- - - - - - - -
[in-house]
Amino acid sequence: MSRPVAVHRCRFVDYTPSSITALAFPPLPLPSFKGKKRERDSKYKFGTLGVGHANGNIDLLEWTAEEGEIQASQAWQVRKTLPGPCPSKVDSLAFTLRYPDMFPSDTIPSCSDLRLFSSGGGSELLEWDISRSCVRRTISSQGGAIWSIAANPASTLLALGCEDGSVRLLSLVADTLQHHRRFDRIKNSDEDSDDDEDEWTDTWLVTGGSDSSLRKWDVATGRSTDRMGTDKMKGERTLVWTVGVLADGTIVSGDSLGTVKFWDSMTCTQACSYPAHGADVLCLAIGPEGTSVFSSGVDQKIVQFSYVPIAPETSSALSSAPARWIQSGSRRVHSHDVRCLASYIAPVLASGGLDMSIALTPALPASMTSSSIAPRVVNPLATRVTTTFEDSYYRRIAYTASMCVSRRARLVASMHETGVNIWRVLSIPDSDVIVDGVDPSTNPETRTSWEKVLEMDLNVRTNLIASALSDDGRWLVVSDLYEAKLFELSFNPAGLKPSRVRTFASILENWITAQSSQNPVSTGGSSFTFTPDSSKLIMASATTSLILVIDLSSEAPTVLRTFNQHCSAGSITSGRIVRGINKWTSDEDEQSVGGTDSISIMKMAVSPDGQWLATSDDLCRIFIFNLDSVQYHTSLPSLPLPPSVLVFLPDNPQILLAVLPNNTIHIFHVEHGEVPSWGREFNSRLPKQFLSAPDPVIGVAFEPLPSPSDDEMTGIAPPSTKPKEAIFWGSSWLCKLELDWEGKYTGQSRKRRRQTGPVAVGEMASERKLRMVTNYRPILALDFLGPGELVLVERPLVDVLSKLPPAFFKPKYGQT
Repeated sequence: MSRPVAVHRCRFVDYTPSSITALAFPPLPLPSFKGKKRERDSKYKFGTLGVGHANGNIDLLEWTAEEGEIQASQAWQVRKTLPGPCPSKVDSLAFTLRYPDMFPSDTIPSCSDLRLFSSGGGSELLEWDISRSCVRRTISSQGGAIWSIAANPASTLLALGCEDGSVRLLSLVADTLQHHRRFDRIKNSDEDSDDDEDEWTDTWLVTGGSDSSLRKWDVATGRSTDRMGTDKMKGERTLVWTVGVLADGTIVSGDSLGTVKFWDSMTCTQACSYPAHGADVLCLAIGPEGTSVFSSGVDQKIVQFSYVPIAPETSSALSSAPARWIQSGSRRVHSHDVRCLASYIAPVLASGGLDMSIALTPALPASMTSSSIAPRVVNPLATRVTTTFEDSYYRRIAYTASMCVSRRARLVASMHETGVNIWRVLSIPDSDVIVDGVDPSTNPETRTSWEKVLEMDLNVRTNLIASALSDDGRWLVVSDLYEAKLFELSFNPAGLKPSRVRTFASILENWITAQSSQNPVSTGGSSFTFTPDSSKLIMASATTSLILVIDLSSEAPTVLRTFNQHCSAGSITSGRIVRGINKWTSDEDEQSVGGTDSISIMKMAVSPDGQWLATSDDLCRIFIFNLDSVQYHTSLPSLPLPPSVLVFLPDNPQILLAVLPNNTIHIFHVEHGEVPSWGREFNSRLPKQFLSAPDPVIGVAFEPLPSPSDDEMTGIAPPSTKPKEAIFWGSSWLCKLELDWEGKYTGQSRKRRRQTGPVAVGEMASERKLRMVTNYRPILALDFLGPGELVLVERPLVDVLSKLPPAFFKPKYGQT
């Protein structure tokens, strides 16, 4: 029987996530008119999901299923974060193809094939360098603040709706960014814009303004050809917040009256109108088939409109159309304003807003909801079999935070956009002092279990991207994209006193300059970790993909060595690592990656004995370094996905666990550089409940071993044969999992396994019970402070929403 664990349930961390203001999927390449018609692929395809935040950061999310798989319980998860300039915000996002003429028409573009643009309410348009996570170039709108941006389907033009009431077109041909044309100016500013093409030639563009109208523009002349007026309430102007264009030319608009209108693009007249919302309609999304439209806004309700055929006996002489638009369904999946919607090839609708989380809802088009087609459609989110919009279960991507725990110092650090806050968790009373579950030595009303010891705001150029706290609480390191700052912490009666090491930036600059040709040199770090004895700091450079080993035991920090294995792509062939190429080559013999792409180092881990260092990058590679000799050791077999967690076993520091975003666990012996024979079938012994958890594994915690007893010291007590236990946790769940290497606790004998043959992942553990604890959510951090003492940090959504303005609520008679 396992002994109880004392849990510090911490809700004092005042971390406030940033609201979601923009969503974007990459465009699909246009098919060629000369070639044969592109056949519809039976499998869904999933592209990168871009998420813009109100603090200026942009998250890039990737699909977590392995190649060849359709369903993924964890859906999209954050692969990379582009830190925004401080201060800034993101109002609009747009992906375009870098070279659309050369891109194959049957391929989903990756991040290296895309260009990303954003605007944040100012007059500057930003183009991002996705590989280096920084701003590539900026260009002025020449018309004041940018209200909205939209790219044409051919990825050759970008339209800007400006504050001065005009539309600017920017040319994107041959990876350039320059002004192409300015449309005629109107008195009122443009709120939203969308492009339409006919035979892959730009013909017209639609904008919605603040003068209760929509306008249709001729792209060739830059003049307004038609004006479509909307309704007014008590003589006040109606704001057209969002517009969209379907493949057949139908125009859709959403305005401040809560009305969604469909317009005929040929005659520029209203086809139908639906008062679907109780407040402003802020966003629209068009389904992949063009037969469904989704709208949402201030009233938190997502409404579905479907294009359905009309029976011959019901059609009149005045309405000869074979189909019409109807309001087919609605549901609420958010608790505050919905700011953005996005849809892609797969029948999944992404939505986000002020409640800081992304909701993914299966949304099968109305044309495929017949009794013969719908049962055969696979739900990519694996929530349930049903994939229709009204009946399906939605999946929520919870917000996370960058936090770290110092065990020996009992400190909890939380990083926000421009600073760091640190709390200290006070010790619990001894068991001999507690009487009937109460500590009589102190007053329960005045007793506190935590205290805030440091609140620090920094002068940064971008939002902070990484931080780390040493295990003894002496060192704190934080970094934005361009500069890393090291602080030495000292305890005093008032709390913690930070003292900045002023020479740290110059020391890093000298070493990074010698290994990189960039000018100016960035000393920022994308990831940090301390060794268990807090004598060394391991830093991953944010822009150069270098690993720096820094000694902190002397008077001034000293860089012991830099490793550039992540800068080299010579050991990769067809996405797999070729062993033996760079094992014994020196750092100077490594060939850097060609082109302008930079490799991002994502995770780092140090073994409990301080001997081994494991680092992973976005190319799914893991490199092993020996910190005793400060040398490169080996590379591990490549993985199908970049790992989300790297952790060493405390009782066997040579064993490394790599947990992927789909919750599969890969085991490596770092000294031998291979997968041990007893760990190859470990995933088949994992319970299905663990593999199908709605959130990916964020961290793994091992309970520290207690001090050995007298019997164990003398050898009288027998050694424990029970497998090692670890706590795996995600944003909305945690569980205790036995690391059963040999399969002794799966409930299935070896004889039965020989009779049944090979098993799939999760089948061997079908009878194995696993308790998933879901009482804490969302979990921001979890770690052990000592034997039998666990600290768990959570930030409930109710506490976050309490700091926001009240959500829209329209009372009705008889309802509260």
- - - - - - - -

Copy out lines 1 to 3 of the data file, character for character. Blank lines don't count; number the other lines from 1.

[in-house]
Amino acid sequence: MSRPVAVHRCRFVDYTPSSITALAFPPLPLPSFKGKKRERDSKYKFGTLGVGHANGNIDLLEWTAEEGEIQASQAWQVRKTLPGPCPSKVDSLAFTLRYPDMFPSDTIPSCSDLRLFSSGGGSELLEWDISRSCVRRTISSQGGAIWSIAANPASTLLALGCEDGSVRLLSLVADTLQHHRRFDRIKNSDEDSDDDEDEWTDTWLVTGGSDSSLRKWDVATGRSTDRMGTDKMKGERTLVWTVGVLADGTIVSGDSLGTVKFWDSMTCTQACSYPAHGADVLCLAIGPEGTSVFSSGVDQKIVQFSYVPIAPETSSALSSAPARWIQSGSRRVHSHDVRCLASYIAPVLASGGLDMSIALTPALPASMTSSSIAPRVVNPLATRVTTTFEDSYYRRIAYTASMCVSRRARLVASMHETGVNIWRVLSIPDSDVIVDGVDPSTNPETRTSWEKVLEMDLNVRTNLIASALSDDGRWLVVSDLYEAKLFELSFNPAGLKPSRVRTFASILENWITAQSSQNPVSTGGSSFTFTPDSSKLIMASATTSLILVIDLSSEAPTVLRTFNQHCSAGSITSGRIVRGINKWTSDEDEQSVGGTDSISIMKMAVSPDGQWLATSDDLCRIFIFNLDSVQYHTSLPSLPLPPSVLVFLPDNPQILLAVLPNNTIHIFHVEHGEVPSWGREFNSRLPKQFLSAPDPVIGVAFEPLPSPSDDEMTGIAPPSTKPKEAIFWGSSWLCKLELDWEGKYTGQSRKRRRQTGPVAVGEMASERKLRMVTNYRPILALDFLGPGELVLVERPLVDVLSKLPPAFFKPKYGQT
Repeated sequence: MSRPVAVHRCRFVDYTPSSITALAFPPLPLPSFKGKKRERDSKYKFGTLGVGHANGNIDLLEWTAEEGEIQASQAWQVRKTLPGPCPSKVDSLAFTLRYPDMFPSDTIPSCSDLRLFSSGGGSELLEWDISRSCVRRTISSQGGAIWSIAANPASTLLALGCEDGSVRLLSLVADTLQHHRRFDRIKNSDEDSDDDEDEWTDTWLVTGGSDSSLRKWDVATGRSTDRMGTDKMKGERTLVWTVGVLADGTIVSGDSLGTVKFWDSMTCTQACSYPAHGADVLCLAIGPEGTSVFSSGVDQKIVQFSYVPIAPETSSALSSAPARWIQSGSRRVHSHDVRCLASYIAPVLASGGLDMSIALTPALPASMTSSSIAPRVVNPLATRVTTTFEDSYYRRIAYTASMCVSRRARLVASMHETGVNIWRVLSIPDSDVIVDGVDPSTNPETRTSWEKVLEMDLNVRTNLIASALSDDGRWLVVSDLYEAKLFELSFNPAGLKPSRVRTFASILENWITAQSSQNPVSTGGSSFTFTPDSSKLIMASATTSLILVIDLSSEAPTVLRTFNQHCSAGSITSGRIVRGINKWTSDEDEQSVGGTDSISIMKMAVSPDGQWLATSDDLCRIFIFNLDSVQYHTSLPSLPLPPSVLVFLPDNPQILLAVLPNNTIHIFHVEHGEVPSWGREFNSRLPKQFLSAPDPVIGVAFEPLPSPSDDEMTGIAPPSTKPKEAIFWGSSWLCKLELDWEGKYTGQSRKRRRQTGPVAVGEMASERKLRMVTNYRPILALDFLGPGELVLVERPLVDVLSKLPPAFFKPKYGQT